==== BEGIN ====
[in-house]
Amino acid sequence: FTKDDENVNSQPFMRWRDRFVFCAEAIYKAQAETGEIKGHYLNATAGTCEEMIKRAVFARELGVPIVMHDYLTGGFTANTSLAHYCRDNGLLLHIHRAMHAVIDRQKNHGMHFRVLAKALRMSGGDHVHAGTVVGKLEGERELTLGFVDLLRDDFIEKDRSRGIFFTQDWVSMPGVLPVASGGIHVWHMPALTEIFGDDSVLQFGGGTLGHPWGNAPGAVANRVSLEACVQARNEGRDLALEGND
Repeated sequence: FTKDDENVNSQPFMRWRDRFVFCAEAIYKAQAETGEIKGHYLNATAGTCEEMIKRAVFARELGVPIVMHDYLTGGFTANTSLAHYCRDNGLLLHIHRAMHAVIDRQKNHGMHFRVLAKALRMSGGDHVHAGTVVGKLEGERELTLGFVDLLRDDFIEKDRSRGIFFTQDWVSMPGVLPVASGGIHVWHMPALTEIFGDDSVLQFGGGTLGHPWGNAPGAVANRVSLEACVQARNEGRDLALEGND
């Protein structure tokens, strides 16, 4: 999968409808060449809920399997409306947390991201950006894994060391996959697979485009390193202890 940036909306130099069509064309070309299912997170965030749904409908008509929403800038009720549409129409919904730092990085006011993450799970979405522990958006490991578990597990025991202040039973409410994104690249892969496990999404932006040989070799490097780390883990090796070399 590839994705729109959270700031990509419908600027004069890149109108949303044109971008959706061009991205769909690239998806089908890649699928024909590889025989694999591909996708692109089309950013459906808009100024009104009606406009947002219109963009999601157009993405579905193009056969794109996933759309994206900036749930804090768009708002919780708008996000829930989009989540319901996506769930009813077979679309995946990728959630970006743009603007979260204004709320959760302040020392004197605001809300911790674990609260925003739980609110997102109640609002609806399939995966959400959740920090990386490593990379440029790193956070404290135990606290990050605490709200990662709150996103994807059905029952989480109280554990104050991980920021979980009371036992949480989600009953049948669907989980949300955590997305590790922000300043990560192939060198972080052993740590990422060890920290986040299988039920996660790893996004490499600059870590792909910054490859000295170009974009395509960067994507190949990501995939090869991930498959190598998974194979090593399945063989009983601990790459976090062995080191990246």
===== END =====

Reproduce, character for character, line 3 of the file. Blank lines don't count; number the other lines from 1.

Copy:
Repeated sequence: FTKDDENVNSQPFMRWRDRFVFCAEAIYKAQAETGEIKGHYLNATAGTCEEMIKRAVFARELGVPIVMHDYLTGGFTANTSLAHYCRDNGLLLHIHRAMHAVIDRQKNHGMHFRVLAKALRMSGGDHVHAGTVVGKLEGERELTLGFVDLLRDDFIEKDRSRGIFFTQDWVSMPGVLPVASGGIHVWHMPALTEIFGDDSVLQFGGGTLGHPWGNAPGAVANRVSLEACVQARNEGRDLALEGND